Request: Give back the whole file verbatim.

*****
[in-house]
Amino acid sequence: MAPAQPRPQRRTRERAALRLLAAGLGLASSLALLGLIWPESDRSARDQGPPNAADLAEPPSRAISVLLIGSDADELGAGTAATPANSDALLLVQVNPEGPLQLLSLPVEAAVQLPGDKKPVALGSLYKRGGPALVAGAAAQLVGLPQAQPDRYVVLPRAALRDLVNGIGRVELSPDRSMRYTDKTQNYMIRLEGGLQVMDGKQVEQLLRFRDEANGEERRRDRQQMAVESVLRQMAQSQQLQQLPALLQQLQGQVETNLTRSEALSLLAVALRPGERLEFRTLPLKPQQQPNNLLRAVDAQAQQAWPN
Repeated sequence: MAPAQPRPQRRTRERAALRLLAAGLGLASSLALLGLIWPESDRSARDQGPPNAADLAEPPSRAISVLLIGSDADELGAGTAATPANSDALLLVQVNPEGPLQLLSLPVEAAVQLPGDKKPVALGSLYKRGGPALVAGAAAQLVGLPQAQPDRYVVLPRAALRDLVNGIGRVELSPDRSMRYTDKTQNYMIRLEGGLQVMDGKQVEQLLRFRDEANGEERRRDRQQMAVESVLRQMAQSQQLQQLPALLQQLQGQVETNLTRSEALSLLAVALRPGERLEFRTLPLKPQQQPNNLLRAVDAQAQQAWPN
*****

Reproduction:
[in-house]
Amino acid sequence: MAPAQPRPQRRTRERAALRLLAAGLGLASSLALLGLIWPESDRSARDQGPPNAADLAEPPSRAISVLLIGSDADELGAGTAATPANSDALLLVQVNPEGPLQLLSLPVEAAVQLPGDKKPVALGSLYKRGGPALVAGAAAQLVGLPQAQPDRYVVLPRAALRDLVNGIGRVELSPDRSMRYTDKTQNYMIRLEGGLQVMDGKQVEQLLRFRDEANGEERRRDRQQMAVESVLRQMAQSQQLQQLPALLQQLQGQVETNLTRSEALSLLAVALRPGERLEFRTLPLKPQQQPNNLLRAVDAQAQQAWPN
Repeated sequence: MAPAQPRPQRRTRERAALRLLAAGLGLASSLALLGLIWPESDRSARDQGPPNAADLAEPPSRAISVLLIGSDADELGAGTAATPANSDALLLVQVNPEGPLQLLSLPVEAAVQLPGDKKPVALGSLYKRGGPALVAGAAAQLVGLPQAQPDRYVVLPRAALRDLVNGIGRVELSPDRSMRYTDKTQNYMIRLEGGLQVMDGKQVEQLLRFRDEANGEERRRDRQQMAVESVLRQMAQSQQLQQLPALLQQLQGQVETNLTRSEALSLLAVALRPGERLEFRTLPLKPQQQPNNLLRAVDAQAQQAWPN